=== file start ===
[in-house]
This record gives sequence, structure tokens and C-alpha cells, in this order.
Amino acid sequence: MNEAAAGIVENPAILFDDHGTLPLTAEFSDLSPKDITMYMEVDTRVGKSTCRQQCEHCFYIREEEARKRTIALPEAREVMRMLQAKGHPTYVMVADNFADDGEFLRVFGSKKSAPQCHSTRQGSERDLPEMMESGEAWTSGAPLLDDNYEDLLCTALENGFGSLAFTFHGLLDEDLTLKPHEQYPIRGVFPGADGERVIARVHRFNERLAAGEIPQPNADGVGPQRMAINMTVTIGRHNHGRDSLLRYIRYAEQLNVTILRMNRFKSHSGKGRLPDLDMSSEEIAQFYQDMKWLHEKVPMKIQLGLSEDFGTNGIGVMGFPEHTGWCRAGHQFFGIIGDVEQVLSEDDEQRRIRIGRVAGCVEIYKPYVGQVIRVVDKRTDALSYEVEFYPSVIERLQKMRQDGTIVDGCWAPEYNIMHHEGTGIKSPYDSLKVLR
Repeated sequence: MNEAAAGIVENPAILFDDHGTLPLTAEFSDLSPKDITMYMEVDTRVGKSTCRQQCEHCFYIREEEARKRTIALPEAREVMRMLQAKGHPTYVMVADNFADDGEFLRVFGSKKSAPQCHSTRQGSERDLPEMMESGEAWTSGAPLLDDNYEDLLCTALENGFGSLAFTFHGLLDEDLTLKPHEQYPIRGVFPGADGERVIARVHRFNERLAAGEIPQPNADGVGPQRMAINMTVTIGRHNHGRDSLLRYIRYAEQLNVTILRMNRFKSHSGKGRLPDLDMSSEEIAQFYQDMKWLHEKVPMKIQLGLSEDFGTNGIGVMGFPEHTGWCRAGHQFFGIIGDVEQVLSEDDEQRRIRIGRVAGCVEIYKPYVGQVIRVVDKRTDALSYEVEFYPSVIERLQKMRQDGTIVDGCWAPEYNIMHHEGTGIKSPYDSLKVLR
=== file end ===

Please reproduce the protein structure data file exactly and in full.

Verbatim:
[in-house]
This record gives sequence, structure tokens and C-alpha cells, in this order.
Amino acid sequence: MNEAAAGIVENPAILFDDHGTLPLTAEFSDLSPKDITMYMEVDTRVGKSTCRQQCEHCFYIREEEARKRTIALPEAREVMRMLQAKGHPTYVMVADNFADDGEFLRVFGSKKSAPQCHSTRQGSERDLPEMMESGEAWTSGAPLLDDNYEDLLCTALENGFGSLAFTFHGLLDEDLTLKPHEQYPIRGVFPGADGERVIARVHRFNERLAAGEIPQPNADGVGPQRMAINMTVTIGRHNHGRDSLLRYIRYAEQLNVTILRMNRFKSHSGKGRLPDLDMSSEEIAQFYQDMKWLHEKVPMKIQLGLSEDFGTNGIGVMGFPEHTGWCRAGHQFFGIIGDVEQVLSEDDEQRRIRIGRVAGCVEIYKPYVGQVIRVVDKRTDALSYEVEFYPSVIERLQKMRQDGTIVDGCWAPEYNIMHHEGTGIKSPYDSLKVLR
Repeated sequence: MNEAAAGIVENPAILFDDHGTLPLTAEFSDLSPKDITMYMEVDTRVGKSTCRQQCEHCFYIREEEARKRTIALPEAREVMRMLQAKGHPTYVMVADNFADDGEFLRVFGSKKSAPQCHSTRQGSERDLPEMMESGEAWTSGAPLLDDNYEDLLCTALENGFGSLAFTFHGLLDEDLTLKPHEQYPIRGVFPGADGERVIARVHRFNERLAAGEIPQPNADGVGPQRMAINMTVTIGRHNHGRDSLLRYIRYAEQLNVTILRMNRFKSHSGKGRLPDLDMSSEEIAQFYQDMKWLHEKVPMKIQLGLSEDFGTNGIGVMGFPEHTGWCRAGHQFFGIIGDVEQVLSEDDEQRRIRIGRVAGCVEIYKPYVGQVIRVVDKRTDALSYEVEFYPSVIERLQKMRQDGTIVDGCWAPEYNIMHHEGTGIKSPYDSLKVLR